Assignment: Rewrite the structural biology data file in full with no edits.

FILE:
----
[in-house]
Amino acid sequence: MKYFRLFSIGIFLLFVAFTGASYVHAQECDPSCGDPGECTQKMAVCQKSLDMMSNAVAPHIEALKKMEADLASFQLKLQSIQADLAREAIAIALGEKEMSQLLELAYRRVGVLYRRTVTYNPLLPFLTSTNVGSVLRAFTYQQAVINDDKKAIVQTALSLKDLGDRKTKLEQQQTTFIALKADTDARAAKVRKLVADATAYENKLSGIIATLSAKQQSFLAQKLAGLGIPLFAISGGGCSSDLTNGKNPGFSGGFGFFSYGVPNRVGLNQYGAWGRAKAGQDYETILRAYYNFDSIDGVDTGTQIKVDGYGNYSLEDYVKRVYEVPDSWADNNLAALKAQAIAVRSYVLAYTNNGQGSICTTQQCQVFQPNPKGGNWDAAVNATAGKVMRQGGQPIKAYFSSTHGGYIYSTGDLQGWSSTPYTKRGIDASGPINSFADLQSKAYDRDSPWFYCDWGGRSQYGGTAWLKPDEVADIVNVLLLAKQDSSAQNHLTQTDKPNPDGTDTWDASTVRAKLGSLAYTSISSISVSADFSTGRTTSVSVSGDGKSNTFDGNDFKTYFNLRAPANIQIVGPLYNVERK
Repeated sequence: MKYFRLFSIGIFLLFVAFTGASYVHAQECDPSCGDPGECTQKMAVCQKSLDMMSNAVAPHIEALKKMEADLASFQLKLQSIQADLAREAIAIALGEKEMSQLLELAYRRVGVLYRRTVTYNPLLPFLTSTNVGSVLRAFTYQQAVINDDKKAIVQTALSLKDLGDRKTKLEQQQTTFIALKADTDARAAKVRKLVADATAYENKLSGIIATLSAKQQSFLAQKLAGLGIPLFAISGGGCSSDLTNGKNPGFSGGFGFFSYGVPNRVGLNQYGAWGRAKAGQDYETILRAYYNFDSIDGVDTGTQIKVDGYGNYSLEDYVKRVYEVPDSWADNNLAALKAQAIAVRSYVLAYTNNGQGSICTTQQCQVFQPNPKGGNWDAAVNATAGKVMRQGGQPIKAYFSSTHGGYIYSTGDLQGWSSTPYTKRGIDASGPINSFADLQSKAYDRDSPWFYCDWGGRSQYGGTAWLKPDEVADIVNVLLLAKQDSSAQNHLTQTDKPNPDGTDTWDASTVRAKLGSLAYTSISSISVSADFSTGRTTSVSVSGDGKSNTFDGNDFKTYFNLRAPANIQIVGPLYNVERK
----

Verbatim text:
[in-house]
Amino acid sequence: MKYFRLFSIGIFLLFVAFTGASYVHAQECDPSCGDPGECTQKMAVCQKSLDMMSNAVAPHIEALKKMEADLASFQLKLQSIQADLAREAIAIALGEKEMSQLLELAYRRVGVLYRRTVTYNPLLPFLTSTNVGSVLRAFTYQQAVINDDKKAIVQTALSLKDLGDRKTKLEQQQTTFIALKADTDARAAKVRKLVADATAYENKLSGIIATLSAKQQSFLAQKLAGLGIPLFAISGGGCSSDLTNGKNPGFSGGFGFFSYGVPNRVGLNQYGAWGRAKAGQDYETILRAYYNFDSIDGVDTGTQIKVDGYGNYSLEDYVKRVYEVPDSWADNNLAALKAQAIAVRSYVLAYTNNGQGSICTTQQCQVFQPNPKGGNWDAAVNATAGKVMRQGGQPIKAYFSSTHGGYIYSTGDLQGWSSTPYTKRGIDASGPINSFADLQSKAYDRDSPWFYCDWGGRSQYGGTAWLKPDEVADIVNVLLLAKQDSSAQNHLTQTDKPNPDGTDTWDASTVRAKLGSLAYTSISSISVSADFSTGRTTSVSVSGDGKSNTFDGNDFKTYFNLRAPANIQIVGPLYNVERK
Repeated sequence: MKYFRLFSIGIFLLFVAFTGASYVHAQECDPSCGDPGECTQKMAVCQKSLDMMSNAVAPHIEALKKMEADLASFQLKLQSIQADLAREAIAIALGEKEMSQLLELAYRRVGVLYRRTVTYNPLLPFLTSTNVGSVLRAFTYQQAVINDDKKAIVQTALSLKDLGDRKTKLEQQQTTFIALKADTDARAAKVRKLVADATAYENKLSGIIATLSAKQQSFLAQKLAGLGIPLFAISGGGCSSDLTNGKNPGFSGGFGFFSYGVPNRVGLNQYGAWGRAKAGQDYETILRAYYNFDSIDGVDTGTQIKVDGYGNYSLEDYVKRVYEVPDSWADNNLAALKAQAIAVRSYVLAYTNNGQGSICTTQQCQVFQPNPKGGNWDAAVNATAGKVMRQGGQPIKAYFSSTHGGYIYSTGDLQGWSSTPYTKRGIDASGPINSFADLQSKAYDRDSPWFYCDWGGRSQYGGTAWLKPDEVADIVNVLLLAKQDSSAQNHLTQTDKPNPDGTDTWDASTVRAKLGSLAYTSISSISVSADFSTGRTTSVSVSGDGKSNTFDGNDFKTYFNLRAPANIQIVGPLYNVERK